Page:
Hiking/Backcountry / Skiing/Snowboarding

Forest Service releases final Eldora Mountain Resort decision

BOULDER – The U.S. Forest Service released its final Record of Decision today, Oct. 1, for the Eldora Mountain Resort Ski Area Projects. This decision will allow the ski area to move forward with proposed improvements inside its existing special use permit boundary – such as replacing lifts, adding gladed terrain and new runs, improving snowmaking and building and renovating restaurant facilities.

The decision defers all expansion and improvements outside the existing ski area’s special use permit boundary, providing the opportunity for the ski area to work collaboratively with interested parties on the more controversial elements of the project.

The decision follows nearly three years of planning, environmental analysis and public input on a proposal from Eldora Mountain Resort that included upgrading lifts, expanding terrain, and improving guest services at the resort.

The ski area consists of 524 acres of National Forest System lands, part of the Roosevelt National Forest, and approximately 680 acres of private and leased lands in Boulder and Gilpin counties. This decision applies only to projects proposed on the National Forest.

Three alternatives were considered during the environmental analysis and, in March 2015, the Forest Service released a draft decision proposing to approve components from the two action alternatives; essentially the maximum expansion and development analyzed.

The Forest Service’s environmental analysis process allows people who have submitted timely and specific written comments to object once the draft decision is released.

Thirty entities and individuals filed objections on nearly 100 different issues. Objectors included Colorado Parks and Wildlife, Boulder County, Town of Nederland, Middle Boulder Creek Coalition, Sierra Club and a number of private individuals.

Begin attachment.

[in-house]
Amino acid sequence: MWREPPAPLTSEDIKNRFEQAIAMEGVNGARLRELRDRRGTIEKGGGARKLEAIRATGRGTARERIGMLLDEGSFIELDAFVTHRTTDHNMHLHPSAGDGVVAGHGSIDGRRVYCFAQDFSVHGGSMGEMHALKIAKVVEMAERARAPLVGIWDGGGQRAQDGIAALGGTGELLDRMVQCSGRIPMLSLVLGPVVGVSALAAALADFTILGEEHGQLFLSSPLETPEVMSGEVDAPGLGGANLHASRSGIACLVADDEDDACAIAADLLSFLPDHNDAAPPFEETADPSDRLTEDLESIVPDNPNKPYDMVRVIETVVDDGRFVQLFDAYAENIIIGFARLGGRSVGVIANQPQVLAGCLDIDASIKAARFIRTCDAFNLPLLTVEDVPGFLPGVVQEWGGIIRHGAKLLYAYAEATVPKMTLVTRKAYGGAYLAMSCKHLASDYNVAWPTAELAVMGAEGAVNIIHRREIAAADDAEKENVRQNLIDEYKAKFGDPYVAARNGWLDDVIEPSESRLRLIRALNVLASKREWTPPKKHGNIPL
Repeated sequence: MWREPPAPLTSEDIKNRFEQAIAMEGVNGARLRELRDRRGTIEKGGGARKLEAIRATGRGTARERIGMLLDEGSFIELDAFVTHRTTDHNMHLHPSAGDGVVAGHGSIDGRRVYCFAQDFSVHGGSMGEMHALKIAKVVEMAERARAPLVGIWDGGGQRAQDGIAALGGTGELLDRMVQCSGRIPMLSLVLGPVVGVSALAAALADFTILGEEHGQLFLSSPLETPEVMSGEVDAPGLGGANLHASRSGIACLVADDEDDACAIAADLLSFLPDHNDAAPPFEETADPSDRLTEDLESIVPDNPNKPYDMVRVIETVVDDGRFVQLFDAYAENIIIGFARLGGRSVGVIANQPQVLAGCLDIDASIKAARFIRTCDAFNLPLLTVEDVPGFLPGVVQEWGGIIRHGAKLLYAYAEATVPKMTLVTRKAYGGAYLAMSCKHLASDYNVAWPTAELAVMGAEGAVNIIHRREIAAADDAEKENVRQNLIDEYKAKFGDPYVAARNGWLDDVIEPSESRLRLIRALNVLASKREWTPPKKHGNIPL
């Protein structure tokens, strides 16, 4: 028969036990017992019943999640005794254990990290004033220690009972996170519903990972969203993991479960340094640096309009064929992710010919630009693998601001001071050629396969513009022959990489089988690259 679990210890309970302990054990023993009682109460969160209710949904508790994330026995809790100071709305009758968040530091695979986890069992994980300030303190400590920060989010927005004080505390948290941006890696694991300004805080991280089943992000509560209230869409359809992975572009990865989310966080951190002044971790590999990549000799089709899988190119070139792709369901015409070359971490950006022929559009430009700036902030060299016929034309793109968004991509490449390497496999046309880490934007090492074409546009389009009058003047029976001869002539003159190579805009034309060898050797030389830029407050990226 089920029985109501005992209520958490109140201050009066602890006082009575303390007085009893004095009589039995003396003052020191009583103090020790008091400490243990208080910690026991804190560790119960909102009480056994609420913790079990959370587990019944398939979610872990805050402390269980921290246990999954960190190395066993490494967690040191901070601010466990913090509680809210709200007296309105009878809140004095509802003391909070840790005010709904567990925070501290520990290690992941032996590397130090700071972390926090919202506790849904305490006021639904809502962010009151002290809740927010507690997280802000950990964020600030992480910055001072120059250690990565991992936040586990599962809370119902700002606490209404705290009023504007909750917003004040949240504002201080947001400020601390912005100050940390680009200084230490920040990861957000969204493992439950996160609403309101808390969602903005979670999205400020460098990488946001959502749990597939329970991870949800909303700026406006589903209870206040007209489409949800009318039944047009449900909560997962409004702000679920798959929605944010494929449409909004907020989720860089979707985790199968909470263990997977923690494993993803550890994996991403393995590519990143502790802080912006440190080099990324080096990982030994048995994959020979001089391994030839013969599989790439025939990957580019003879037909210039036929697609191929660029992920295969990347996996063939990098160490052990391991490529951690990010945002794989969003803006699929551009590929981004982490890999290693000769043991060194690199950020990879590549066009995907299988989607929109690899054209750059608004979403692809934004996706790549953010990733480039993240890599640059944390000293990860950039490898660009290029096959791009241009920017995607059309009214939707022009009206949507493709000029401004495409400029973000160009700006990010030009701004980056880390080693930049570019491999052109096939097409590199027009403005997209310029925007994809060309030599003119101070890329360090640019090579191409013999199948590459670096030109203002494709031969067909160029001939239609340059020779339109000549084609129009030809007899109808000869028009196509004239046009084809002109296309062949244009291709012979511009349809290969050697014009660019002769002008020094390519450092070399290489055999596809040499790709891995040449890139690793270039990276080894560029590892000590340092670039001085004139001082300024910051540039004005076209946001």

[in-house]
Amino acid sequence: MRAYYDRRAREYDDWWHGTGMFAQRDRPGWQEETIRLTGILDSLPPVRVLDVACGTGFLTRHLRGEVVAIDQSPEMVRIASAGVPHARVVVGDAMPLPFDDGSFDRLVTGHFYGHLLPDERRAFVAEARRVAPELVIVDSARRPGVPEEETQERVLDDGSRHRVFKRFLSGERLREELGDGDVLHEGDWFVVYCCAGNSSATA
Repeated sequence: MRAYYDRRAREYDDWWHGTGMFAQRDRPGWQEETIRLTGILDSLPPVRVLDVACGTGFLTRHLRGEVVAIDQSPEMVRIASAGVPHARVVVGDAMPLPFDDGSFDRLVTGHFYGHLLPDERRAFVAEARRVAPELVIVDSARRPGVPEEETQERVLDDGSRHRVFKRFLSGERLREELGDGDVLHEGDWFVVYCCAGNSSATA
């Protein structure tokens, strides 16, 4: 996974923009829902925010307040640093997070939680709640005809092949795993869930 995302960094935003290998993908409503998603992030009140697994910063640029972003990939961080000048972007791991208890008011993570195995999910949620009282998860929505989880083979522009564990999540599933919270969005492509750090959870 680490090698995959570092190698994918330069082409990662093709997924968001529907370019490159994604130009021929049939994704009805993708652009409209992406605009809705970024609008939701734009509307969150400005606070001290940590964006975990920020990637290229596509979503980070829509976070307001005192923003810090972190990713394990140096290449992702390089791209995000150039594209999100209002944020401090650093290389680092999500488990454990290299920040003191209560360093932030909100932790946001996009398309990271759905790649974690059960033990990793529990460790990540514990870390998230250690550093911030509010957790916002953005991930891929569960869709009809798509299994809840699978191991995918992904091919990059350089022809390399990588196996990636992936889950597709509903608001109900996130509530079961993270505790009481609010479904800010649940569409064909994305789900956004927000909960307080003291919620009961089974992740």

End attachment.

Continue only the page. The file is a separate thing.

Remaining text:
Prevalent amongst the objections were concerns about the proposed Placer Lift expansion north toward Middle Boulder Creek and the Jolly Jug lift expansion south toward Jenny Creek. Issues raised included impacts on wildlife, aquatic habitat, water quality, the existing Nordic trail system, and the residents of Eldora. An objectors’ meeting was held in Fort Collins, July 17, but did not result in any resolution.

The objection reviewing officer found no violation of law, regulation or policy; however, after careful consideration, acting Forest Supervisor Ron Archuleta determined that there was more collaborative work to be done before approving any expansion.

“While the Environmental Impact Statement adequately disclosed the effects of these proposed projects, there were still environmental and social effects that could be better resolved,” Archuleta said. “Deferring the decision on projects outside the current special use permit boundary does not preclude the possibility of approving these projects in the future, based on the existing analysis. But, ideally, any future decision would result from a refined proposal developed collaboratively by the ski area and interested parties.

Archuleta said he recognizes that resolution may require reconfiguration of the proposed expansion and additional environmental review and decision making in the future.

Visit www.fs.usda.gov/goto/arp/eldora to view the project record, maps and a copy of the Record of Decision.

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